In December 2012, the European Parliament adopted a Digital Freedom Strategy in the EU’s foreign policy. Authored by MEP Schaake, it provided a roadmap for the EU on how to defend and promote Internet freedom abroad. It pleaded, in particular, that “all trade and association agreements, development programs, and accession negotiations should be made conditional on respect for digital freedoms.” It also called on the EU to ban technologies that authoritarian regimes may use to track and trace human rights activists, journalists, and dissidents. Internet freedom groups welcomed it as a well-intentioned objective but, as CPJ has found, technology export regulations are difficult to draft. Written narrowly, such controls are often ineffective. But even worse are controls that are overly broad, because they can unintentionally restrict legitimate security research and even a journalist’s access to anti-censorship tools.

The autonomy of member states is one of the biggest challenges to the EU’s Common Foreign and Security Policy. EU diplomacy is often the end result of haggling among member states with diverging worldviews and interests. When a fledgling common diplomacy emerges, critics warn that it is often based on the highest common denominator in proclaimed values and the lowest common denominator in action. “Human rights are both one of the most exploited rhetorical commitments in political declarations and one of the least consistently developed areas of foreign policy,” according to a 2012 European Policy Centre issue paper.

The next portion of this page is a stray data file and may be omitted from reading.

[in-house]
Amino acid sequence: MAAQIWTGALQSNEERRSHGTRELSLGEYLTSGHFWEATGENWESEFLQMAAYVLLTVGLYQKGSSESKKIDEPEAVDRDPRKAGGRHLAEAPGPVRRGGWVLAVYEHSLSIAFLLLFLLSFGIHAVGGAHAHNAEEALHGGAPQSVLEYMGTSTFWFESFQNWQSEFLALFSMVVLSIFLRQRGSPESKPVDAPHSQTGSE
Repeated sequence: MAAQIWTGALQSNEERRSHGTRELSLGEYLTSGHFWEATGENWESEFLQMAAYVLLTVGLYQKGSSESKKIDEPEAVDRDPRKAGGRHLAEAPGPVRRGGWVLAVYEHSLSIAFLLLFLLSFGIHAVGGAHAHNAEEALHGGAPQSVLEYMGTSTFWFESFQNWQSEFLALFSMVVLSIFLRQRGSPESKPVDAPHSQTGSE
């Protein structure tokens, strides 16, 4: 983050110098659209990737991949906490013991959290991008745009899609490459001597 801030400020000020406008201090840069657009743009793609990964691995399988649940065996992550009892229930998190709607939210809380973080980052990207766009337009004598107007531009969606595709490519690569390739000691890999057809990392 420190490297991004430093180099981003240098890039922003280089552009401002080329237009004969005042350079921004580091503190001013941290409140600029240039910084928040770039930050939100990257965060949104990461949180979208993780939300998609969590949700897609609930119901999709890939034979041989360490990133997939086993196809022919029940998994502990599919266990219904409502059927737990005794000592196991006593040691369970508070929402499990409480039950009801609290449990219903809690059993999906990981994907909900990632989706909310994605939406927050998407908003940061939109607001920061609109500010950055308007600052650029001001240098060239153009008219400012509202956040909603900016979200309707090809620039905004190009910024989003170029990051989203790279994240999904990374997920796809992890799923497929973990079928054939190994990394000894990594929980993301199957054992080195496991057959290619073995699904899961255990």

Member states also have their own priorities, philosophies, focuses, and selective outrages, according to EU watchers who spoke with CPJ. France is friendly with autocrats in Francophone Africa. Britain is allegedly soft on Turkey and Ethiopia. The Czech Republic has long focused on Cuba’s authoritarian regime. Such selectivity undermines the consistency and efficiency of press freedom diplomacy. The 28 member states regularly work at cross purposes. “Germany’s government [a coalition of Christian Democrats and Social Democrats] will not condemn Ethiopia because it does not want to upset its own international development agency, which has heavily invested in the country,” MEP Gomes told CPJ. “Portugal, where Angola interests are ubiquitous even in the media, will protect Luanda.”

The creation of a special representative for human rights was supposed to correct this disunity. Since 2012, Stavros Lambrinidis has been meeting human rights defenders and authoritarian rulers across the world, but his choice of soft diplomacy and engagement has not been fully endorsed by human rights organizations who repeatedly told CPJ they fear it has allowed the EU to put human rights in a silo. “Human rights is decoupled from the really important meetings where heads of state or government can talk so-called serious business,” a European External Action Service official, who took part in such dialogues where human rights were sidelined, and who asked not to be named, told CPJ. “To some extent, EU support for media freedom expresses itself either in grand statements in U.N. fora or in concrete micro-actions in favor of specific media and journalists. This is not insignificant but in between, where real policies happen, the fear to confront countries of importance to the EU prevails.”